As cold-blooded creatures, all reptiles need to regulate their body temperature. If you have an outdoor enclosure, the temperature needs to reach at least 90 degrees. Your tortoise needs a basking spot from 90 to 95 F. At night, the temperature can drop to the 70s, but no lower than that. The enclosure should also have shade spots and a water bowl for the tortoise to fully submerge (and climb out of) to control its temperature. Indoors, your pet’s enclosure will need the same—a basking spot, a shady, hiding place, and a shallow container with clean, fresh water. The indoor enclosure is easier to control by adding or removing heat sources, such as light bulbs, ceramic heaters, and under tank heaters.
These tortoises prefer the outdoors and need ultraviolet rays provided by the sunlight. If kept indoors, tortoises need UVB lighting.2 UVB helps the tortoise process vitamin D3, which affects calcium absorption. Inadequate UV exposure can lead to metabolic bone disease.
Some tortoise owners opt for a mercury vapor bulb, which is a combination UVB and heat light. Although, a 10 percent fluorescent UVB bulb works too. The UVB bulb should stay on for a 12-hour cycle. Replaced the bulb every six months. Even if the bulb doesn’t burn out, the UV rays stop emitting by that time.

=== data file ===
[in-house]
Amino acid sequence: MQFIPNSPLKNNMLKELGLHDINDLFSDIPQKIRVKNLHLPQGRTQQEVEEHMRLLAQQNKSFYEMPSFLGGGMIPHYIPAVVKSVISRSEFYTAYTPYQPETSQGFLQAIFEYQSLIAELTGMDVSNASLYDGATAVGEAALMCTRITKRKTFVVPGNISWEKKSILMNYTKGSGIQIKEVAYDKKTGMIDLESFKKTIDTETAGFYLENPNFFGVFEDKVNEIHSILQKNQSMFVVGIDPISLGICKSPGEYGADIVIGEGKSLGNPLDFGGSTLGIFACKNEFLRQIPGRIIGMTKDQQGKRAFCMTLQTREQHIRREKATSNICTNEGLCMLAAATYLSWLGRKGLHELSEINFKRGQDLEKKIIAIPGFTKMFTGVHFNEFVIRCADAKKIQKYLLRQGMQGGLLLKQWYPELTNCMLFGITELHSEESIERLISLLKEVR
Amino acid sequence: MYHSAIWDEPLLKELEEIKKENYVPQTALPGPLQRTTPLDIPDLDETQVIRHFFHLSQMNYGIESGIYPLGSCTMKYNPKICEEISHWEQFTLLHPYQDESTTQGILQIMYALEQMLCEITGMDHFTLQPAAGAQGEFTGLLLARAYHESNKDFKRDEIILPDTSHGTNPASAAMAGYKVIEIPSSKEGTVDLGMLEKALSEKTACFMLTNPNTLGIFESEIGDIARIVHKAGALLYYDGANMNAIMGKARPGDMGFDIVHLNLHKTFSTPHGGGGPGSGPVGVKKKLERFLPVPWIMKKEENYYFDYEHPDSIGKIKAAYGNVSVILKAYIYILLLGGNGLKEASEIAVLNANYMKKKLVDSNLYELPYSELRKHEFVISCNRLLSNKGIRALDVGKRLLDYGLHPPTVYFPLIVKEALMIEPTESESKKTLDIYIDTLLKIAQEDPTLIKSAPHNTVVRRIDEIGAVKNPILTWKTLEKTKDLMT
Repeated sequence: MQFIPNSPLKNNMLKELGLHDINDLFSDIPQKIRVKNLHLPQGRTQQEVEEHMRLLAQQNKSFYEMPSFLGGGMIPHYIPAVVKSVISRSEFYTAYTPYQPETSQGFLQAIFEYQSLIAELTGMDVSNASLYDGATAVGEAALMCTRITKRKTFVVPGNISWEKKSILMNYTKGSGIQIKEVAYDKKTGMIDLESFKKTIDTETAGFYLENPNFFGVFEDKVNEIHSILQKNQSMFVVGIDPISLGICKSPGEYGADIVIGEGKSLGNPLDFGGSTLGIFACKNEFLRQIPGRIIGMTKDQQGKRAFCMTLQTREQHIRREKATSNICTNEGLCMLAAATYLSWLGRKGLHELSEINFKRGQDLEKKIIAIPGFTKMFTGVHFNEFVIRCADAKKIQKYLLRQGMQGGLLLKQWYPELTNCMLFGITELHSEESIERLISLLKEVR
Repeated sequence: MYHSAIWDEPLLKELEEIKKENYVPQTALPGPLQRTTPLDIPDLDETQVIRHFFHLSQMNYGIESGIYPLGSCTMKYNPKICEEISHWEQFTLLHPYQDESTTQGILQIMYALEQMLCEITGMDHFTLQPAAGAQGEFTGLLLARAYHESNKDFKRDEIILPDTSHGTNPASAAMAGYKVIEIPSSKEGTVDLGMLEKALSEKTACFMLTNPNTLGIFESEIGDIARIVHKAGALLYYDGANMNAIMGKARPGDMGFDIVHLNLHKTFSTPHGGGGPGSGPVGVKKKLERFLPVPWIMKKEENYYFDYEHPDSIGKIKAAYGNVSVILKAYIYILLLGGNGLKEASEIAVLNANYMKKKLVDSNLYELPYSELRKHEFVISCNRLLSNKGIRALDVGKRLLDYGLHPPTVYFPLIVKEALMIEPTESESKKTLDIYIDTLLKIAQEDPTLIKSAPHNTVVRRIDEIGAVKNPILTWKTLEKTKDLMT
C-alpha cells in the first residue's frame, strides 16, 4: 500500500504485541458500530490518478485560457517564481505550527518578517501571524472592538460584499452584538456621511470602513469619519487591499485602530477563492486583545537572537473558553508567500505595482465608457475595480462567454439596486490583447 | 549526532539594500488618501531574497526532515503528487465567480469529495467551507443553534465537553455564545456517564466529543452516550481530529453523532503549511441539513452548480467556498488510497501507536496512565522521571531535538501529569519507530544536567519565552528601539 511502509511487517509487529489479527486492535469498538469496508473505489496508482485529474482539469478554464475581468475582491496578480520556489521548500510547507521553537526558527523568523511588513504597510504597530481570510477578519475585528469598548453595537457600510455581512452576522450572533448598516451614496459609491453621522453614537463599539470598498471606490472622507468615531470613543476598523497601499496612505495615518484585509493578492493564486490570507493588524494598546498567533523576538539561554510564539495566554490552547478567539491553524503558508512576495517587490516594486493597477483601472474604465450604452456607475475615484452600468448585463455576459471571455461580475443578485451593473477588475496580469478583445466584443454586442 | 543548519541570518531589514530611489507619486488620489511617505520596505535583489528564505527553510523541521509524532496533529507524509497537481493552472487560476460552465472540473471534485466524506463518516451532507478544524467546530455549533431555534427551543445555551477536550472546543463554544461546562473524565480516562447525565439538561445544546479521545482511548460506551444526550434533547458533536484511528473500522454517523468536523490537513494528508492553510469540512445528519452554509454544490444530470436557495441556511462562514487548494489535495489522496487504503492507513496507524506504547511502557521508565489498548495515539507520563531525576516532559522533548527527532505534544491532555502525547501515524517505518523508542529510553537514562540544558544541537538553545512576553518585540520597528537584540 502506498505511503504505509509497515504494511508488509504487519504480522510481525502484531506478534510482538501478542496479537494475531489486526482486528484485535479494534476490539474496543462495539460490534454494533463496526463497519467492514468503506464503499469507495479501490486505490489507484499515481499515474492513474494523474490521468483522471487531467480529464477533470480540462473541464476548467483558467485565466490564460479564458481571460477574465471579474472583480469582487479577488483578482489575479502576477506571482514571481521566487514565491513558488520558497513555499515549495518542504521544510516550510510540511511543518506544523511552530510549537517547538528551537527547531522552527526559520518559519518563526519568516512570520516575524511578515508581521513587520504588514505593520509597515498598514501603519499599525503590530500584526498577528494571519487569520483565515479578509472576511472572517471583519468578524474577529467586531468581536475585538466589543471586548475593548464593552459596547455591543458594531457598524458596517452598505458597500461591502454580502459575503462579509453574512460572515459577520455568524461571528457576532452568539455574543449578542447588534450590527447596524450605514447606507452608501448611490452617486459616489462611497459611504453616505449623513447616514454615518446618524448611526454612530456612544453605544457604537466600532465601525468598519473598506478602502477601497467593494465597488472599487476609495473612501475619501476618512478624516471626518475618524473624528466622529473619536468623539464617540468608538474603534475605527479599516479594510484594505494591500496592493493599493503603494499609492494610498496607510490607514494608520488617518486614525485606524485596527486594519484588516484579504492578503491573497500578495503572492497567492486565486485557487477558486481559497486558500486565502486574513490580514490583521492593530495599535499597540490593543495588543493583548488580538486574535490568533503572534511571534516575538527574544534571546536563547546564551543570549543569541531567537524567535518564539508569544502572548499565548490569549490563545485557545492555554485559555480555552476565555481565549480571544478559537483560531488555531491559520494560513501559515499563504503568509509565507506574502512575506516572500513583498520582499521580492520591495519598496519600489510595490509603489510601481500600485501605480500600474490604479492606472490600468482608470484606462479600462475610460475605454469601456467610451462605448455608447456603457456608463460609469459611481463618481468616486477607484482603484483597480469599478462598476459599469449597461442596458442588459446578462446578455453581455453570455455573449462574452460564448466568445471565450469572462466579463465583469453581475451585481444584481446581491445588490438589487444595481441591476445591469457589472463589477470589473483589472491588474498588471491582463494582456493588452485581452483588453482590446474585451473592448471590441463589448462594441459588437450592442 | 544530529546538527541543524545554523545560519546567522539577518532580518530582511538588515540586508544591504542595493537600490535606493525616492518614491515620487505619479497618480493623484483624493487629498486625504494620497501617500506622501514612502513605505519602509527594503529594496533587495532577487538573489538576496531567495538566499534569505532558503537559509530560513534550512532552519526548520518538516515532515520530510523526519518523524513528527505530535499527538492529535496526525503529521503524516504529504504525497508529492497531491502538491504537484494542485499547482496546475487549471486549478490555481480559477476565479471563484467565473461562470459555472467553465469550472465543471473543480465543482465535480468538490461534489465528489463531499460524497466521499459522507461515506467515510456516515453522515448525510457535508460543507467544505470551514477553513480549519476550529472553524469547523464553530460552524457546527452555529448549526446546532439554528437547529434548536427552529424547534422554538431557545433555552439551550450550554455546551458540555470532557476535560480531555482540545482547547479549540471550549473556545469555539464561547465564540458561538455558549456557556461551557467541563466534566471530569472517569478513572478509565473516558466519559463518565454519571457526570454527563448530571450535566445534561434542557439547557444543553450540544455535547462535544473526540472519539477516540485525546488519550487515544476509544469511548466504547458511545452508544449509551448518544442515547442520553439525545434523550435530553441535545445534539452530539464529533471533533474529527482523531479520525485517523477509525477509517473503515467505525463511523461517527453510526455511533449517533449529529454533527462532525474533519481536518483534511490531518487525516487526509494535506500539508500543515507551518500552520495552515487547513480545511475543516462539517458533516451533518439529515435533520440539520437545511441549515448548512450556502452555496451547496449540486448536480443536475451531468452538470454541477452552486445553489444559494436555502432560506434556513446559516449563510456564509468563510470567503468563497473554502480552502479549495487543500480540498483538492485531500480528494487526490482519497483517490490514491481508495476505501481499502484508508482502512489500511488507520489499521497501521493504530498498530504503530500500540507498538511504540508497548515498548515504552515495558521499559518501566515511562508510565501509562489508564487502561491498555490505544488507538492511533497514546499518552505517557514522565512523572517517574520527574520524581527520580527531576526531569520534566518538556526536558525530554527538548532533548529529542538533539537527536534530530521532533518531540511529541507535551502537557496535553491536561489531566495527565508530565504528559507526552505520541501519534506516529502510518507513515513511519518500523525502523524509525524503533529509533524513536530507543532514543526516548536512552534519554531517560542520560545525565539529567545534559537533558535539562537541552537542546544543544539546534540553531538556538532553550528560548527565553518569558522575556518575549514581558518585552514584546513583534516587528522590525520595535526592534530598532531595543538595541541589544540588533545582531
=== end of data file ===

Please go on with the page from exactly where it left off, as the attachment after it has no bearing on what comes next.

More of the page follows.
Provide a moist hide box that reaches up to 80 percent relative humidity and an abundant water bowl with a graduated slope, making it easy for the tortoise to climb in and out. A substrate that maintains humidity like peat moss or soil can also help add moisture to your pet’s enclosure. To accurately monitor the humidity levels, use a hygrometer or humidity gauge, and check the measurements daily.
These tortoises need substrate or bedding lining the enclosure made of organic potting soil (chemical- and vermiculite-free), peat moss, coconut fiber, or even hay or grass. Although they are not known to be big diggers, females will shovel down into the substrate to make a shallow nest for eggs.
Food and Water
Star tortoises are herbivores. Give plenty of fresh and dark leafy greens and grasses. Timothy hay, Bermuda grass, orchard grass, ryegrass, alfalfa, and fescue are all acceptable. Never feed your Indian star tortoise dog or cat food.
Fresh greens suitable for tortoises include kale, endive, parsley, dandelion greens, escarole, spineless cactus leaves, and mustard greens; these greens have a higher calcium-to-phosphorus ratio, which is healthier for the star tortoise. Dust an additional calcium powder on their greens daily. Occasionally, you can offer a small bit of fruit as a treat.